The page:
In the 1950s, the Cold War is in full swing. It wasn’t a war of battling with armed forces. It was of fear. Fear of a nuclear war between American and the Soviet Union. Schools around America did bomb drills after watching an educational video called Duck & Cover. In case of an atomic bomb, the school children must get under their desks for safety when a bright flash appears. This happens in one of the early scenes in Steven Spielberg’s latest, Bridge of Spies, which is not just about the fear of nuclear war. It’s about the espionage during these cold times.
The movie opens up with a remarkable 10-minute sequence (with very little dialogue) involving KGB agent Rudolph Abel (Mark Rylance) finding a secret message at a Brooklyn park bench while painting a picture of the bridge. After he settles in his apartment, the FBI arrests him for being a Soviet spy.
Meanwhile, James Donavon (Tom Hanks), an insurance lawyer living with his loving wife Mary (Amy Ryan) and three children, is assigned to defend Abel in court by his boss Thomas Watters (Alan Alda). As Lt. Francis Gray Powers (Austin Stowell) and graduate student Frederic Pryor (Will Rogers) get detained, Donavon must travel to East Berlin (breathtaking cinematography by Janusz Kaminski) to exchange them for Abel.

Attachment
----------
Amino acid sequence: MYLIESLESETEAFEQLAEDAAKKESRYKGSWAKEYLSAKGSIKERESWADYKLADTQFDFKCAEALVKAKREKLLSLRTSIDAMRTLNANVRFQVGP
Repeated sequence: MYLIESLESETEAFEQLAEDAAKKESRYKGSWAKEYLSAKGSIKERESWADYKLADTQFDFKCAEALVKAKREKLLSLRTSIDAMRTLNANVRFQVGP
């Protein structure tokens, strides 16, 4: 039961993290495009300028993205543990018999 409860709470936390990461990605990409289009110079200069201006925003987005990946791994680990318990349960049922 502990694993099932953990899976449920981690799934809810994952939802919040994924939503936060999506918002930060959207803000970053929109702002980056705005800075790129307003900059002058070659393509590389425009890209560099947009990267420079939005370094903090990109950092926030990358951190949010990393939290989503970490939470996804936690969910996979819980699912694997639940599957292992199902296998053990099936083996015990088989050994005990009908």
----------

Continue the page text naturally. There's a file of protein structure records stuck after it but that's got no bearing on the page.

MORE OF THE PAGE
Spielberg and Tom Hanks are two of the best people working in Hollywood today. They collaborated with each other with Saving Private Ryan, Catch Me if You Can, The Terminal, Band of Brothers, and The Pacific. They return to deliver yet another home run. Collaborating with screenwriters Joel and Ethan Coen, Spielberg makes an exceptionally old-fashioned Cold War thriller that ranks among some of his best work.
With Donavon, performed brilliantly by Hanks, going on his mission to negotiate Abel builds tension through Thomas Newman’s astounding score and the brilliant dialogue (be prepared for a lot of it) as opposed to the overblown action scenes as everyone is used to seeing in movies nowadays. We all heard the old saying, “Actions speak louder than words”. That explains why Donavon is such a likable hero; bringing “justice for all” through his charm, sarcastic sense of humor, and straight-up enthusiasm with his bond with Abel. The two-and-a-half hours go by like a breeze. One of the year’s best.